THE Federal Road Safety Corps (FRSC) has reiterated that distractions caused by the use of mobile phones while driving has remained a growing concern to safety on Nigeria roads.
Mr. Samuel Obayemi, the FRSC Zonal Commanding Officer, RS2. 2 in charge of Lagos and Ogun, stated this on Wednesday during the first quarter retreat of the Ogun Sector Command, held at the command’s headquarters in Abeokuta.
According to Obayemi, the retreat, with the theme: “Minimising the Risk of Death in Road Traffic Crashes in Ogun State: An Imperative for Highway Safety”, is organized to intimate and educate officers on ways of improving their services.
He said that drivers using mobile phones while driving were approximately four times more likely to be involved in road crashes than drivers not using cell phones.
A lot of lives, he said, had been lost in various road accidents due to loss of vehicle control from drivers using mobile phones.
Obayemi, therefore, advised motorists to always obey FRSC officials and to also obey traffic rules and regulations at all times.
The road safety boss also urged motorists to equally avoid speeding and drinking alcohol while driving, stating that these were also factors responsible for road accidents.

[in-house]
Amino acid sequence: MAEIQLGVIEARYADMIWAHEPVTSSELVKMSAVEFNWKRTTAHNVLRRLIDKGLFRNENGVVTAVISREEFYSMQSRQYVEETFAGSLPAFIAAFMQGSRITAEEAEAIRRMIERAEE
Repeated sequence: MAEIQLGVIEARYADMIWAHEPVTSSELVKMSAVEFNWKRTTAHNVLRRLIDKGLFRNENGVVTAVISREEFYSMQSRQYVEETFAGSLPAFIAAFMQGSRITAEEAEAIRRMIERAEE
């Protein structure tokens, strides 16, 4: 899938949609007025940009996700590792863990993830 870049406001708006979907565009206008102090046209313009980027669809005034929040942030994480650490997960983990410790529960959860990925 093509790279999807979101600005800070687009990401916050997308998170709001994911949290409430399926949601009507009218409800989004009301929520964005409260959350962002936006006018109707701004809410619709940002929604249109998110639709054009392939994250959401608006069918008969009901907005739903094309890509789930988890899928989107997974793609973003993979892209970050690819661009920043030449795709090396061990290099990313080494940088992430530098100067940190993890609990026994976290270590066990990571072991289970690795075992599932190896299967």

In his address, Adelaja Ogungbemi, the Deputy Corps Commander, Operations, Ogun Command, stated that the retreat was aimed at ensuring that the FRSC minimized the rate of road traffic crashes across the state.
Earlier, the Zonal Commanding Officer had paid a courtesy call on the Alake of Egbaland, Oba Adedotun Gbadebo.
He used the opportunity to praise the royal fathers, saying they had always played critical roles in ensuring safe roads.
Responding, the traditional ruler noted that most crashes occurred on the Lagos-Ibadan expressway, especially in construction zones.
He maintained that it was important to allow trained officers of the FRSC to carry firearms so as to curb the excesses of traffic violators attacking road safety operatives while discharging their duties. (NAN)
– Mar. 18, 2020 @ 17:39 GMT |